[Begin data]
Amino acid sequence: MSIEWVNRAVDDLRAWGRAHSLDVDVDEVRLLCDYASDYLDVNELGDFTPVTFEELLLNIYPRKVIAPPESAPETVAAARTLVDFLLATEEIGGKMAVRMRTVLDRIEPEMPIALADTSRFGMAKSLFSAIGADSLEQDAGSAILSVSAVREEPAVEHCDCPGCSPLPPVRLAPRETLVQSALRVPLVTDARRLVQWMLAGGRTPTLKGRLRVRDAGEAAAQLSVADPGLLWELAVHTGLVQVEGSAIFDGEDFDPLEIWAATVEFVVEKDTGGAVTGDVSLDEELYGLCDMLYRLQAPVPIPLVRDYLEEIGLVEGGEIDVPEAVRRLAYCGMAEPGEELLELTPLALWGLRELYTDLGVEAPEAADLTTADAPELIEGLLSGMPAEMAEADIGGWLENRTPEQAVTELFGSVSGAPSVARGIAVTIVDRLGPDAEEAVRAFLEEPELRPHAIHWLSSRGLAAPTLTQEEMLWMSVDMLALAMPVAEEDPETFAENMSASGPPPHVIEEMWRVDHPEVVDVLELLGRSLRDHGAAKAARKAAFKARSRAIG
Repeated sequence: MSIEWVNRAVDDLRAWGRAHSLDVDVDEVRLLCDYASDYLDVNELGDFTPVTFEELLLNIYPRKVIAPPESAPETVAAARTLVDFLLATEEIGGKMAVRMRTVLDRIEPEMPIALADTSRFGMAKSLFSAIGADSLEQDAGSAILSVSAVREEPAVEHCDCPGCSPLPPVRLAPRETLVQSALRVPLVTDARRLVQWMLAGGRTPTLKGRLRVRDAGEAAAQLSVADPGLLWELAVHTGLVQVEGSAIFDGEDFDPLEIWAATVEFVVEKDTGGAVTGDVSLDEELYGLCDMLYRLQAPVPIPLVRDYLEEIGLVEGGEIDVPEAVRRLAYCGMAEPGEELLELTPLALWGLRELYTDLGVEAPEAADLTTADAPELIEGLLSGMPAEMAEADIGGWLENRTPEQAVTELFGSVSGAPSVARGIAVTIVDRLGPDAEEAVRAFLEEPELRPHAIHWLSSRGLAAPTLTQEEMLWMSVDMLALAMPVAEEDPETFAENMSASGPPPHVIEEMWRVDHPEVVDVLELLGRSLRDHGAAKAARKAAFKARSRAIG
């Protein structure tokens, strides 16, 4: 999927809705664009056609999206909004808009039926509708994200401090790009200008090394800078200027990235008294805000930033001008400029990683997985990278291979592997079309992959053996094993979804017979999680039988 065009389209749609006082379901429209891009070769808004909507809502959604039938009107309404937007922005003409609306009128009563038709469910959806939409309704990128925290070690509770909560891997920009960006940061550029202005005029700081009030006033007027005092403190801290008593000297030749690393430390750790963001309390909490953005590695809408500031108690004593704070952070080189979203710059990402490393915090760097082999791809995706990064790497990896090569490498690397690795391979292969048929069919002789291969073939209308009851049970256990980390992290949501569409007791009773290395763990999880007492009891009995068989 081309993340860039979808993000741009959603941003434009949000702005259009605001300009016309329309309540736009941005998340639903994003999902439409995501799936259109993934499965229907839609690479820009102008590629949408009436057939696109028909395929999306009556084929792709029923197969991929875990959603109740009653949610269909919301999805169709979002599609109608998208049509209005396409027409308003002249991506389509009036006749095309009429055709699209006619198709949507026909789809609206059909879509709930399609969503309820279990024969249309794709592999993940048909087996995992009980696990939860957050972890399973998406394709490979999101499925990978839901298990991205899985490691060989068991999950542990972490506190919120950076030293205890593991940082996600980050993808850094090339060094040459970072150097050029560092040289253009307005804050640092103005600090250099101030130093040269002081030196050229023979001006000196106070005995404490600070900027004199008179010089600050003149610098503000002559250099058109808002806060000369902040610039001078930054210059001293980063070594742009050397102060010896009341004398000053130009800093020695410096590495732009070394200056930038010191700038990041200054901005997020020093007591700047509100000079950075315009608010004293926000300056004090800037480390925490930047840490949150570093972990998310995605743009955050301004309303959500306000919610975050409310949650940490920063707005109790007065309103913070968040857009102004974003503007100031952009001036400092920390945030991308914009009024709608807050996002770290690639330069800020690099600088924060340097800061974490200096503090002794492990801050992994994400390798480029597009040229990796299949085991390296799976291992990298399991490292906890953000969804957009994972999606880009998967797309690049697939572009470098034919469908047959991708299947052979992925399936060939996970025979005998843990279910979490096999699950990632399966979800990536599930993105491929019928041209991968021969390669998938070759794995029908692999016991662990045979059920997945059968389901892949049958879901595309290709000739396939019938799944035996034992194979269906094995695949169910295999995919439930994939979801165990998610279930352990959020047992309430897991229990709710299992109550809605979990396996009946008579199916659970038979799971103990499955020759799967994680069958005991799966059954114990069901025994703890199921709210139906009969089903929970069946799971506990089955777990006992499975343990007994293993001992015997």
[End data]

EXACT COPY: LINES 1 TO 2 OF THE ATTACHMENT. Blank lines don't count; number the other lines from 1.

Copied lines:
Amino acid sequence: MSIEWVNRAVDDLRAWGRAHSLDVDVDEVRLLCDYASDYLDVNELGDFTPVTFEELLLNIYPRKVIAPPESAPETVAAARTLVDFLLATEEIGGKMAVRMRTVLDRIEPEMPIALADTSRFGMAKSLFSAIGADSLEQDAGSAILSVSAVREEPAVEHCDCPGCSPLPPVRLAPRETLVQSALRVPLVTDARRLVQWMLAGGRTPTLKGRLRVRDAGEAAAQLSVADPGLLWELAVHTGLVQVEGSAIFDGEDFDPLEIWAATVEFVVEKDTGGAVTGDVSLDEELYGLCDMLYRLQAPVPIPLVRDYLEEIGLVEGGEIDVPEAVRRLAYCGMAEPGEELLELTPLALWGLRELYTDLGVEAPEAADLTTADAPELIEGLLSGMPAEMAEADIGGWLENRTPEQAVTELFGSVSGAPSVARGIAVTIVDRLGPDAEEAVRAFLEEPELRPHAIHWLSSRGLAAPTLTQEEMLWMSVDMLALAMPVAEEDPETFAENMSASGPPPHVIEEMWRVDHPEVVDVLELLGRSLRDHGAAKAARKAAFKARSRAIG
Repeated sequence: MSIEWVNRAVDDLRAWGRAHSLDVDVDEVRLLCDYASDYLDVNELGDFTPVTFEELLLNIYPRKVIAPPESAPETVAAARTLVDFLLATEEIGGKMAVRMRTVLDRIEPEMPIALADTSRFGMAKSLFSAIGADSLEQDAGSAILSVSAVREEPAVEHCDCPGCSPLPPVRLAPRETLVQSALRVPLVTDARRLVQWMLAGGRTPTLKGRLRVRDAGEAAAQLSVADPGLLWELAVHTGLVQVEGSAIFDGEDFDPLEIWAATVEFVVEKDTGGAVTGDVSLDEELYGLCDMLYRLQAPVPIPLVRDYLEEIGLVEGGEIDVPEAVRRLAYCGMAEPGEELLELTPLALWGLRELYTDLGVEAPEAADLTTADAPELIEGLLSGMPAEMAEADIGGWLENRTPEQAVTELFGSVSGAPSVARGIAVTIVDRLGPDAEEAVRAFLEEPELRPHAIHWLSSRGLAAPTLTQEEMLWMSVDMLALAMPVAEEDPETFAENMSASGPPPHVIEEMWRVDHPEVVDVLELLGRSLRDHGAAKAARKAAFKARSRAIG